Action Plan tasks turned into reality

Vice-Minister Wang Xiaochu of the Ministry of Human Resources and Social Security gave a speech at the “Assessment Meeting of the National Human Rights Action Plan of China (2009-2010)” in Beijing on Tuesday. Following are excerpts:

The National Human Rights Action Plan of China (2009-2010) was an important measure to push forward the country’s human rights, implementing the constitutional principle of respecting and safeguarding human rights, and promoting sustainable development and social harmony.

The Ministry of Human Resources and Social Security has established a special team to implement the tasks assigned to the ministry in the Action Plan and we have met our goals on schedule.

First, to cope with the global financial crisis, the ministry issued a series of policies intended to stabilize the job market and create new jobs, these included strengthening vocational skills training, and helping college graduates and rural workers to find jobs.

In two years, 22.7 million new jobs were created in urban areas, 26.1 percent higher than the target set by the Action Plan, and 19.39 million farmers found jobs in cities, 7.7 percent higher than the target set by the Action Plan, while the registered urban unemployment rate till the end of last year was kept at 4.1 percent, 0.9 percentage points lower than the plan’s 5 percent ceiling.

The ministry also made effective efforts to ensure equal rights between female and male employees and promote employment for people with disabilities.

Second, the ministry made greater efforts to construct harmonious labor relations. By implementing the Labor Contract Law, 97 percent of large enterprises and 65 percent of small firms had signed labor contracts with their employees by the end of last year.

Meanwhile, some 14,000 third-party organs were established across the country to coordinate labor relations. Other measures introduced by the ministry to guarantee workers’ rights include the minimum wage system, wage monitoring system and special protective terms for female workers.

Third, the ministry helped improve social security policies. At the end of last year, the basic old-age pension covered 257 million people across the country, medical insurance covered 432 million, unemployment insurance 134 million, industrial injury insurance 162 million and child-bearing insurance 123 million, all ahead of schedule.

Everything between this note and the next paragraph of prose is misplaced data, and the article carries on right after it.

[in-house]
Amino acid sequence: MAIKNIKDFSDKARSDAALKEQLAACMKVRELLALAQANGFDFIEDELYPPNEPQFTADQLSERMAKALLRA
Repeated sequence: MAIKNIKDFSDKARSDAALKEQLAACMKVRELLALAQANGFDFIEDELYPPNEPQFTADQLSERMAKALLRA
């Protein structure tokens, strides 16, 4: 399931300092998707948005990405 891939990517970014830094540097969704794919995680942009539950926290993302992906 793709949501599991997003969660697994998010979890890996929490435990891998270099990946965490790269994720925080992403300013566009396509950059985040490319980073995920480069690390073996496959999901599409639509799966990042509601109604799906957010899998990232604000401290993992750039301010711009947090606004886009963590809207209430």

In rural areas, the system of rural society endowment insurance launched in 2009 now covers 140 million people, while some 830 million people in rural areas joined the cooperative medical system.

Fourth, the ministry strengthened its work on protecting rural workers’ rights. By promoting specimen contracts to enterprises, especially those in the fields of construction, catering and service, the ministry urged enterprises to sign employment contracts with rural workers and supervised the procedure. In addition, it established and improved payment-ensuring and minimum payment systems, and increased skills-training programs for rural workers.

Also at the assessment meeting, an official, from the Office of the State Council Leading Group for Poverty Alleviation and Development, said the Chinese government has been putting people’s right to live and develop at the forefront of its human rights cause.

The authorities have taken important measures to fulfill the ambitious plan. In 2009, China’s national poverty line was raised from 865 yuan (about $133) to 1,196 yuan, resulting in a sharp increase in the number of people receiving government subsidies – from 10.04 million to 40.07 million.

The central government set aside 42 billion yuan as special poverty-alleviation funds and borrowed 68.1 billion yuan as a discount government loan to meet the challenge presented by the rise in the number of people living in poverty. Local governments also invested as much as 22.5 billion yuan to aid the poor.

With government assistance, more than 1.39 million people bade farewell to their shabby and harsh living conditions and moved to better places of their own choosing. The displaced people after the Wenchuan and Yushu earthquakes are just cases in point. They not only have new houses in safer places, they also have new lives there.

The extremely disadvantaged groups, such as some ethnic minority groups, women and the handicapped have always been the priority for China’s poverty-alleviation cause. The Chinese government has paid special attention to guarantee local women fair job opportunities and an equal share of economic resources in the past two years.

The infrastructure in poor areas has witnessed rapid progress too. In 2010, 88.1 percent of impoverished villages had asphalt roads, 98 percent had power, and 95.6 percent received TV broadcast programs.

With the overall increase in living standards, the national poverty line looks set to be updated constantly. The Chinese government will certainly continue its efforts to fulfill the new action plan from 2011 to 2020, which will be released soon.

In the next stage, the authority will do more to provide the poor with more public services, such as healthcare, education and job opportunities.

Coordination at the regional, national and international levels will be further boosted to optimize resource allocation. And the central government will strengthen its supervision and audit the use of funds and materials to ensure the transparency of this meaningful work, not only for the country, but also for the world.

Source: China Daily

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